Materials and Methods

It was a cross sectional study conducted in the Department of Biochemistry in collaboration with the Department of Medicine, Regional Institute of Medical Sciences, Imphal (RIMS), during the period from October 2008 to March 2010. The Study Group consisted of 60 confirmed diabetic cases on Oral Hypoglycemic Agent or insulin or Diabetic diet attending Diabetic Clinic, Regional Institute of Medical Sciences, Imphal. Controls consisted of 30 age and sex matched healthy individuals. Those cases with known thyroid disorders, history of other illness, hyperlipedemia, other physical illness and physiological stress which induce alteration on the thyroid hormone were excluded from the study. Detailed history of each regarding age, sex, address, religion, occupation, marital status, personal history was taken. Informed consent of the patient was recorded in a proforma designed for the study. Approval from the ethical committee, RIMS was taken. Fasting as well as post prandial blood sugar was estimated to know the glycemic status.

A total of 4 ml of venous blood from anticubital vein was collected after overnight fasting. Two ml of blood was collected in fluoride vial for estimation of fasting blood glucose and another 2 ml in plain vial for thyroid hormone estimation. It was centrifuged at 4000 rpm for separation of serum. Two ml of venous blood was collected again in fluoride vial 2 hours after the patient has taken his regular meal for estimation of post prandial blood glucose level.

Blood glucose was estimated by Glucose oxidase peroxidase Method as described by Trinder P using commercially available kit, Human GmbH, Germany [11]. TSH was estimated by classical sandwich Enzyme Linked Immunosorbant Assay (ELISA) technique [12]. T3 and T4 were estimated by using competitive binding ELISA technique [13]. Classification of the values was based on the following criteria.

1) Normal, when the total T4 and TSH are in the normal range (i.e., TSH=-0.69-2.02 ng/ml; T4=4.4-10 μg/dl for males and 4.8-11.6 μg/dl for females).

2) Hypothyroidism-when total T4<4.4 μg/dl and TSH>6.2 mI U/l.

3) Subclinical hypothyroidism when T4 is within normal limits but TSH>6.2 mIU/l.

4) Hyperthyroidism when serum TSH<0.3 mIU/l.

Statistical analysis

Data are expressed as Mean ± SD and percentage. Continuous variables of the 2 groups were compared by student’s t test wherever suitable. These statistical analyses were performed using SPSS version 16. The study was approved by the institutional review board and all the participants gave written informed consent.

Results and Discussion

Table 1 presents the age and sex distribution of diabetic subjects and controls. Majority of the cases belong to the age group 51-65 years (40%) followed by 36-50 years (38.3%). Mean age ± SD of cases were 50 ± 11years and of the controls group was 49 ± 13years. Males comprised of 51.7% and females were 48.3% of the study group. Forty three percent of the study group cases have fasting sugar level above 120 mg/dl whereas 95% of the study group cases have postprandial blood sugar level above 140 mg/dl (Table 2). This indicates a poor glycaemic status in the study group. The onset of diabetes precedes the diagnosis of thyroid dysfunction by approximately one decade [14].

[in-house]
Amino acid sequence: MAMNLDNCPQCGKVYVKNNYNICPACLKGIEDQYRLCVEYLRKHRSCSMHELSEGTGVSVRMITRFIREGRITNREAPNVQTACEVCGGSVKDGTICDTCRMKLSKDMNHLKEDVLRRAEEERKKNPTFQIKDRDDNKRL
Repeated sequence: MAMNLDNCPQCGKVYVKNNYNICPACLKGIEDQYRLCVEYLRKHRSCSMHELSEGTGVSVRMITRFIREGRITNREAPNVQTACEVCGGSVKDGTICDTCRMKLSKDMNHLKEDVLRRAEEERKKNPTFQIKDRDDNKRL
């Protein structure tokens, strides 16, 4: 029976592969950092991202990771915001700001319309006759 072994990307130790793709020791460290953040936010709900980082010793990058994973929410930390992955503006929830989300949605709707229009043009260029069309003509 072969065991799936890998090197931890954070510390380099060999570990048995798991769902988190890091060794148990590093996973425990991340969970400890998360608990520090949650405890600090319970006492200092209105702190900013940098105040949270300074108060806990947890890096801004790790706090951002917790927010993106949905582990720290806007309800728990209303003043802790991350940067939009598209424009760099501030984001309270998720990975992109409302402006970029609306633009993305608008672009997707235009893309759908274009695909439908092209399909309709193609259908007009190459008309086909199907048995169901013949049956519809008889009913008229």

group Male Mean age in years ± SD females Mean age in years ± SD total Mean age in years ± SD
Diabetes mellitus 31 54 ± 10 29 47 ± 12 60 50 ± 11
control 17 51 ± 13 13 47 ± 14 30 49 ± 13

Table 1: Mean age with standard deviation in both control and diabetes mellitus cases.

Fasting blood sugar (mg/dl) Study group No (%) Post-prandial blood sugar (mg%) Study group No (%)
<90 17(28.3) <110 0
91-100 5(8.3) 110-120 0
101-110 9(15) 121-130 2(3.4)
111-120 3(5) 131-140 1(1.6)
>120 26(43.3) >140 57(95)

Table 2: Distribution of blood sugar levels in diabetes mellitus cases.

Table 3 shows the levels of various laboratory parameters in diabetic and non-diabetic subjects. Fasting blood sugar and serum TSH levels are increased significantly whereas the serum T4 level is decreased significantly in diabetes mellitus cases when compared with control. Serum T3 showed no significant change in study cases when compared with controls. Our study showed a clear picture of hypothyroidism in diabetes mellitus study group. Similar findings were seen in the study of Islam et al., Suzuki et al., and Baron [15-17]. The reported frequency of hypothyroidism has varied from 0.7-4% [18,19]. The abnormal thyroid hormone level may be due to various medication the diabetics were receiving like phenylthiourea which suppress the level of FT4 and T4, while causing raised levels of TSH [20], insulin which enhances the level of FT4 while it suppresses the level of T3 by inhibiting hepatic conversion of T4 to T3, decreased TRH synthesis in diabetics [16], autoimmune diseases [21] and prevalence of thyroid antibodies in diabetic cases [17]. Glycaemic status is influenced by insulin which is known to modulate TRH &TSH level [22]. The abnormal hormone level in diabetes may be due to the presence of thyroid hormone binding inhibitor, inhibitor of T4 toT3 conversion, dysfunction hypothalamopituitary- thyroid axis and the influence of poorly controlled diabetes on thyroid hormone concentration [23].